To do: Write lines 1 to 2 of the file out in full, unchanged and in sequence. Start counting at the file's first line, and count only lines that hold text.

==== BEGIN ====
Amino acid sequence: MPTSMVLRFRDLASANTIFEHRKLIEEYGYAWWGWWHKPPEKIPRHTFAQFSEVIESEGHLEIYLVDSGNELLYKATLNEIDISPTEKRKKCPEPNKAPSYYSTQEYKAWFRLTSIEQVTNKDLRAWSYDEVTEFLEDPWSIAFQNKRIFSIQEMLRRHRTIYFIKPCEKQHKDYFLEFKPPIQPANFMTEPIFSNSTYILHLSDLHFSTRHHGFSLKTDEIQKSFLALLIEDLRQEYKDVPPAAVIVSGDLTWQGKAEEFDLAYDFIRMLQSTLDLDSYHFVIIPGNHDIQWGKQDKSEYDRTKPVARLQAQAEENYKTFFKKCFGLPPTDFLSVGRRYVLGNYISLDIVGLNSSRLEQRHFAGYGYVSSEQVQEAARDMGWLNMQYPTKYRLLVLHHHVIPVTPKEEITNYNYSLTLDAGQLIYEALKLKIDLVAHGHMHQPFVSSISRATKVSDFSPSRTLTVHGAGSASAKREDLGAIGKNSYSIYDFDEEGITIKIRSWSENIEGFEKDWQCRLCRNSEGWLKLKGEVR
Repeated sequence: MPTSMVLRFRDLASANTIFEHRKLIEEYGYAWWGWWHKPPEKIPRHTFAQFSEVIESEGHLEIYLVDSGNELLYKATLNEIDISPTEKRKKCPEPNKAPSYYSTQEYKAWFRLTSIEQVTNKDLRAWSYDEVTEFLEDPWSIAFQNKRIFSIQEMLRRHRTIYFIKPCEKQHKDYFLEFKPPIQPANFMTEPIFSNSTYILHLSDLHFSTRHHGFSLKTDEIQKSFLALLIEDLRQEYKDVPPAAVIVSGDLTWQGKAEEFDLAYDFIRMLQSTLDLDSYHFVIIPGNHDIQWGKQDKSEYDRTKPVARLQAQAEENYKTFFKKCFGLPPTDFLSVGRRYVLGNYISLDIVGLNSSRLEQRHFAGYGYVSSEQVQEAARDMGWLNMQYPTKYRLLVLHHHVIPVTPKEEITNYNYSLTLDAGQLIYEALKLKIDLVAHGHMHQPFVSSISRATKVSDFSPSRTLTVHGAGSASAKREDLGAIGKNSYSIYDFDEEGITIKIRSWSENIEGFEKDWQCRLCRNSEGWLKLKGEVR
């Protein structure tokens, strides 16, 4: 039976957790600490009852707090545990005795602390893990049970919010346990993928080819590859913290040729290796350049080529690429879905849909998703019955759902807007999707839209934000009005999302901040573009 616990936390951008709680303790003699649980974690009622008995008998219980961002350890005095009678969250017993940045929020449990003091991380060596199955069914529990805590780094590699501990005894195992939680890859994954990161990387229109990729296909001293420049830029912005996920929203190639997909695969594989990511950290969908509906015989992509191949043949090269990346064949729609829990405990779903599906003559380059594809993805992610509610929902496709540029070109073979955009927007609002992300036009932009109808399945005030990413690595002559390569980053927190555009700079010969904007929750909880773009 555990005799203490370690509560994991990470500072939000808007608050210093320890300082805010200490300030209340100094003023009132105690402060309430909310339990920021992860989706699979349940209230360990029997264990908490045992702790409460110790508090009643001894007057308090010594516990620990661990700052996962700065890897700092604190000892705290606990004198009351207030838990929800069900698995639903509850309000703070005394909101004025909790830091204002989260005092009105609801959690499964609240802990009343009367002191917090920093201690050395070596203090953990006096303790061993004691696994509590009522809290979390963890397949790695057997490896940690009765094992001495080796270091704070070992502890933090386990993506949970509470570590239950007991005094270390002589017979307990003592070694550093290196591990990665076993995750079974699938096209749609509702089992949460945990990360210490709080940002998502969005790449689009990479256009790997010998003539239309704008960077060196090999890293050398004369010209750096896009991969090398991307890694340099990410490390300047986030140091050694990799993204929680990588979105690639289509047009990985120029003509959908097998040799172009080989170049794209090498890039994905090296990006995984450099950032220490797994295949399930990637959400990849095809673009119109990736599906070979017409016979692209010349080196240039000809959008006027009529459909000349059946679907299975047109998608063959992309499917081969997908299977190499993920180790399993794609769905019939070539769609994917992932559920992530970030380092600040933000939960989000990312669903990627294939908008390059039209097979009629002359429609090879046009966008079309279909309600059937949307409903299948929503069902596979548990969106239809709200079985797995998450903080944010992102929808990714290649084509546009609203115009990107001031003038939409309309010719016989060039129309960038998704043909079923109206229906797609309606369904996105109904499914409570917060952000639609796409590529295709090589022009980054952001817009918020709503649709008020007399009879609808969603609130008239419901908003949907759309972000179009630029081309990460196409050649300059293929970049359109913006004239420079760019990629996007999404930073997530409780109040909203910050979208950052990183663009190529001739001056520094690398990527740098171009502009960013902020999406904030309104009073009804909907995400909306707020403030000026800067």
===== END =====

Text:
Amino acid sequence: MPTSMVLRFRDLASANTIFEHRKLIEEYGYAWWGWWHKPPEKIPRHTFAQFSEVIESEGHLEIYLVDSGNELLYKATLNEIDISPTEKRKKCPEPNKAPSYYSTQEYKAWFRLTSIEQVTNKDLRAWSYDEVTEFLEDPWSIAFQNKRIFSIQEMLRRHRTIYFIKPCEKQHKDYFLEFKPPIQPANFMTEPIFSNSTYILHLSDLHFSTRHHGFSLKTDEIQKSFLALLIEDLRQEYKDVPPAAVIVSGDLTWQGKAEEFDLAYDFIRMLQSTLDLDSYHFVIIPGNHDIQWGKQDKSEYDRTKPVARLQAQAEENYKTFFKKCFGLPPTDFLSVGRRYVLGNYISLDIVGLNSSRLEQRHFAGYGYVSSEQVQEAARDMGWLNMQYPTKYRLLVLHHHVIPVTPKEEITNYNYSLTLDAGQLIYEALKLKIDLVAHGHMHQPFVSSISRATKVSDFSPSRTLTVHGAGSASAKREDLGAIGKNSYSIYDFDEEGITIKIRSWSENIEGFEKDWQCRLCRNSEGWLKLKGEVR
Repeated sequence: MPTSMVLRFRDLASANTIFEHRKLIEEYGYAWWGWWHKPPEKIPRHTFAQFSEVIESEGHLEIYLVDSGNELLYKATLNEIDISPTEKRKKCPEPNKAPSYYSTQEYKAWFRLTSIEQVTNKDLRAWSYDEVTEFLEDPWSIAFQNKRIFSIQEMLRRHRTIYFIKPCEKQHKDYFLEFKPPIQPANFMTEPIFSNSTYILHLSDLHFSTRHHGFSLKTDEIQKSFLALLIEDLRQEYKDVPPAAVIVSGDLTWQGKAEEFDLAYDFIRMLQSTLDLDSYHFVIIPGNHDIQWGKQDKSEYDRTKPVARLQAQAEENYKTFFKKCFGLPPTDFLSVGRRYVLGNYISLDIVGLNSSRLEQRHFAGYGYVSSEQVQEAARDMGWLNMQYPTKYRLLVLHHHVIPVTPKEEITNYNYSLTLDAGQLIYEALKLKIDLVAHGHMHQPFVSSISRATKVSDFSPSRTLTVHGAGSASAKREDLGAIGKNSYSIYDFDEEGITIKIRSWSENIEGFEKDWQCRLCRNSEGWLKLKGEVR